Volkswagen and Microsoft have announced a partnership that promises a connected, seamless transition from home to vehicle.
The future of transportation by road is electric and autonomous, but there’s a third, less-discussed facet: connectivity, and the possibilities it unlocks.
Volkwagen is looking to transform the company into a digital services-driven business. Microsoft’s Azure cloud and IoT Edge platform will form the technology foundation for this remodelling.
As a starting point, this includes cloud services such as Azure IoT, PowerBI and Skype to create in-car consumer experiences, telematics, and productivity solutions. This dedicated automotive cloud will be rolled out across Volkswagen’s entire portfolio of brands.
However, the partnership goes beyond the use of Microsoft’s cloud products. Volkswagen will also set up shop close to Microsoft’s headquarters in Redmond, Washington, as it builds its new automotive cloud. Microsoft will provide hands-on support and engineering consulting, as well as contributing business and technical leaders to the new entity.
Commenting on the partnership, Heiko Huettel, head of connected car for the Volkswagen Group, said, “I think this is an industry benchmark in terms of joining forces and putting the best of each company at the table and building the business together.”
The automotive cloud
In Huettel’s view, the collaboration is pivotal; software and associated services will be key to differentiating automakers in the future.
“Simply building great cars will not be enough, and that’s why the Volkswagen Group — and especially its core brand of Volkswagen passenger cars — is investing heavily in electric and autonomous technology,” he said.
But even more, Volkswagen is also speeding up the development of its ecosystem with its own software know-how and the strength of external partners. We envision the automobile evolving into a central hub in the Internet of Things, enabling customers to take their world into their vehicles.
By integrating with Microsoft’s services, VW will be able to allows its customers to seamlessly pick up any music they were listening to, manage their online calendar, or carry out a conference call. While these are seemingly simple tasks, the lack of support between third-party applications makes in-car interactions problematic.
The automaker claims that from 2020 onwards, more than five million new Volkswagen-brand vehicles per year will be fully connected and will be part of the Internet of Things (IoT) in the cloud.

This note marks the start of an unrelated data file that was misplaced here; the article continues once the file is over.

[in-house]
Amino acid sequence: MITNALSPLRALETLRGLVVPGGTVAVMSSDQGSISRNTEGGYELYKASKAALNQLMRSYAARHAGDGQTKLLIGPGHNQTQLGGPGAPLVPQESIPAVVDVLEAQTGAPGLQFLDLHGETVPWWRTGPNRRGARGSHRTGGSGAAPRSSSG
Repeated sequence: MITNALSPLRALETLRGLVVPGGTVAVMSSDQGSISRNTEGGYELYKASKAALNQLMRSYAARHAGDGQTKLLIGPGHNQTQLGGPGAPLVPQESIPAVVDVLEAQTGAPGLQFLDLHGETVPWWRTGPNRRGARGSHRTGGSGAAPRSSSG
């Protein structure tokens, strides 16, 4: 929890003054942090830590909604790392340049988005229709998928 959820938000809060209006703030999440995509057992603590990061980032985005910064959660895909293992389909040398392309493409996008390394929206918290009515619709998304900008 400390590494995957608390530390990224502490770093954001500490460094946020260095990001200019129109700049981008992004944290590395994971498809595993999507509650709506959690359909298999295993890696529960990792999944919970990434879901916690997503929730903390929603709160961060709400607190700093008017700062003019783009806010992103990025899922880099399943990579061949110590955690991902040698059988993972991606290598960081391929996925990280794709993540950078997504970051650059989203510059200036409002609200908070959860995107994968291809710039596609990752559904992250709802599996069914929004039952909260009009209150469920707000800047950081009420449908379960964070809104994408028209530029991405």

Internet of Business says
VW has revamped its digital strategy in recent months, integrating some operations and acquiring several software companies.
Ultimately, the creation of an automotive cloud is all about gaining greater customer engagement and insight in an industry that typically experiences little post-purchase interaction with its customers.
For the automotive giant to get the most out of the initiative, it will need to offer tools that are of real value to users, and go beyond cool, but short-lived, gimmicks.
VW recognises this. Future applications of predictive maintenance, OTA updates, and other services, will offer genuine benefits and return vital data. As will personalising the experience depending on the driver, using biometrics or personal assistants.
And when the owner’s thoughts turn to home, the ability to easily control IoT-enabled devices such as heating and lighting will appeal to many. The car will become an intuitive extension of our increasingly digital selves.
The value of connected cars becomes clearer when one considers how fully autonomous, level five, vehicles will free motorists up to carry out other activities.
Blockchain could also play a significant part in enabling and securing connected transportation in the future, including payments and data sharing. Its potential was reflected in last week’s expansion of the MOBI blockchain consortium.
Elsewhere, Volkswagen’s digital transformation has recently seen it employ advancements in 3D printing to produce small vehicle parts.